Trump or Biden – Who is best for Pakistan?

Which of the two US presidential candidates will improve relations with Pakistan? Read more to find out.

Trump or Biden

President Trump foretold that the pandemic was nearing its end. Yet, he and his Mrs are now perhaps USA’s most prominent coronavirus patients. Just yesterday, the 45th US President and First Lady of the United States tested positive for COVID. Of course, this has serious implications for the upcoming US presidential election. News channels and international commentators across the globe are questioning whether this shall lead to changes in American foreign policy.

Having tested positive at 74, just 32 days prior to the presidential election, news reporters across North America are anxious about the outcome of the election. Several such reporters have also voiced their concern, stating that Trump falls in a high-risk category for complications from the disease. Needless to say, the president will have to quarantine for at least a set number of 14 days whilst being treated. Meanwhile, the US presidential contest must go on, regardless of the revelation that it is unlikely that the president will be fit to actively and/or physically participate and campaign.

With elections just around the corner, Trump’s Democratic rival, Joe Biden at 51% has a substantial lead over him, whose approval ratings have dropped due to his mismanaging of the pandemic and a diminishing economy. National and International news channels predict that this lead will likely narrow in due course.

“An unusual election in the midst of the continuing pandemic means greater unpredictability especially in view of Trump’s efforts to set the stage to challenge and delegitimize the outcome if he loses,” comments entrepreneur Frank F. Islam. Regardless of what this means for the United States, it is crucial to determine how this affects Pakistan, hence the question; Trump or Biden for Pakistan?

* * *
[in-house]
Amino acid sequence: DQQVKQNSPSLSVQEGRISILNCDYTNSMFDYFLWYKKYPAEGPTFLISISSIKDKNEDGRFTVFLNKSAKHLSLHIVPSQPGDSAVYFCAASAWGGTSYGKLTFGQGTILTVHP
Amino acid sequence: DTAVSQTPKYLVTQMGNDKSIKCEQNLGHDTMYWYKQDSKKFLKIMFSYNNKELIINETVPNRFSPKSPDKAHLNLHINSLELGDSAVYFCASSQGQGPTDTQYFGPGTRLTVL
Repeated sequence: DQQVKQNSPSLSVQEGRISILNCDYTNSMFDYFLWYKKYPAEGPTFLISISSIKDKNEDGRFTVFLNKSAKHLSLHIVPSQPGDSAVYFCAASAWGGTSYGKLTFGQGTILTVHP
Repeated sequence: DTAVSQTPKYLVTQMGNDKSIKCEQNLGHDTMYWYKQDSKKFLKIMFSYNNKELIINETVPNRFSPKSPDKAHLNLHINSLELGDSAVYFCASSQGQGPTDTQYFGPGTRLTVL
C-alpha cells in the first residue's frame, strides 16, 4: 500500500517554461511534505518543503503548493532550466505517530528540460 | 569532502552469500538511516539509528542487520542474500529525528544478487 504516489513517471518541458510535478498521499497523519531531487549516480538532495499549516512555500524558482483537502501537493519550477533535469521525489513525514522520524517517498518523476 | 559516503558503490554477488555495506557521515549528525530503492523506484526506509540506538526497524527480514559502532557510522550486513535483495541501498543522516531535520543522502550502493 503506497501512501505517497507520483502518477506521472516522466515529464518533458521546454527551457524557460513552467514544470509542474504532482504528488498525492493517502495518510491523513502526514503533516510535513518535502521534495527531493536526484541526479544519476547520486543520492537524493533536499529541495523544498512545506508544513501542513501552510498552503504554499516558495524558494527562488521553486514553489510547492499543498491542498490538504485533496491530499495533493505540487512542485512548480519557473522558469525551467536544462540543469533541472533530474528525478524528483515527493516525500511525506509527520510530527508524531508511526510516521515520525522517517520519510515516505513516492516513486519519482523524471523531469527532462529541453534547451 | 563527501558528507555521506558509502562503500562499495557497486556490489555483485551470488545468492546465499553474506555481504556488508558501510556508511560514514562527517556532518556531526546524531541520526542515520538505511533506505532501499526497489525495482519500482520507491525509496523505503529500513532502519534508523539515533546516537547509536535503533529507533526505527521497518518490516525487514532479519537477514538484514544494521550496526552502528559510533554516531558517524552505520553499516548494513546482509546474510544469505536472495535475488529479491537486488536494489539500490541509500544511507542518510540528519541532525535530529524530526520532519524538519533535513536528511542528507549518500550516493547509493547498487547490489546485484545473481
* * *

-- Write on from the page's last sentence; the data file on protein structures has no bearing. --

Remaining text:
Read more: Pakistan’s turn for ‘Do More”, Urges Trump Admin for action on Kashmir

Trump’s ‘America First’ unilateral policy seems to reject multilateralism. This includes disregarding international agreements and alliances such as, predominantly, NATO. Biden, of course, operates more actively on the foreign policy frontier, even calling himself a “liberal internationalist”. He promised to rescue America’s multilateral credentials, vouched to rejoin international organisations and even vouched to reinstate USA’s partnerships with, among others, Asia in addition to restoring ties with allies, all the while nourishing its membership with Nato.

Trump for Pakistan

“Pakistan’s ties with the US during Trump’s first term as president can be categorised as satisfactory, almost normal,” remarked Barrister Syed Zulfiqar Ali Shah, when interviewed about his stance on ties between the two nations. The Barrister then proceeded to reflect on Trump’s words early in August 2017, when he commented on America’s strategy with regard to, among others, Afghanistan. The president had lamented how Pakistan gives “safe haven to agents of chaos, violence and terror” and challenged Pakistan to “demonstrate its commitment to civilization.” Barrister Syed recalls, however, that Khan was not serving the office of PM at the time.

Trump extending support to India’s Prime Minister, Narendra Modi too operates against Pakistan’s political as well as personal agenda

Just last year, according to a White House statement, President Trump had said that the two leaders, Trump himself and Prime Minister Imran Khan, will “focus on strengthening cooperation between the United States and Pakistan to bring peace, stability, and economic prosperity to a region that has seen far too much conflict.” It appears that throughout Khan’s time as Prime Minister, US President Trump’s approach towards Pakistan – USA relations have been considerably more concerted and peacemaking.

In 2019 for instance, Trump had advanced his utmost support in order to arbitrate the conflict between Pakistan and India on the Kashmir conflict. Of course, this offer was by and large unsolicited and subsequently neglected by India. Most recently, President Trump spoke with PM Khan on and about their coordination and cooperation in tackling the coronavirus.

Trump subsequently guaranteed the provision of US medical and economic assistance to help Pakistan combat the virus. Of course, these revelations all the more paint a positive picture, simply portraying a hint of friendship and perhaps even a partnership between the two nations. Yet, this political partnership is not all that straight forward.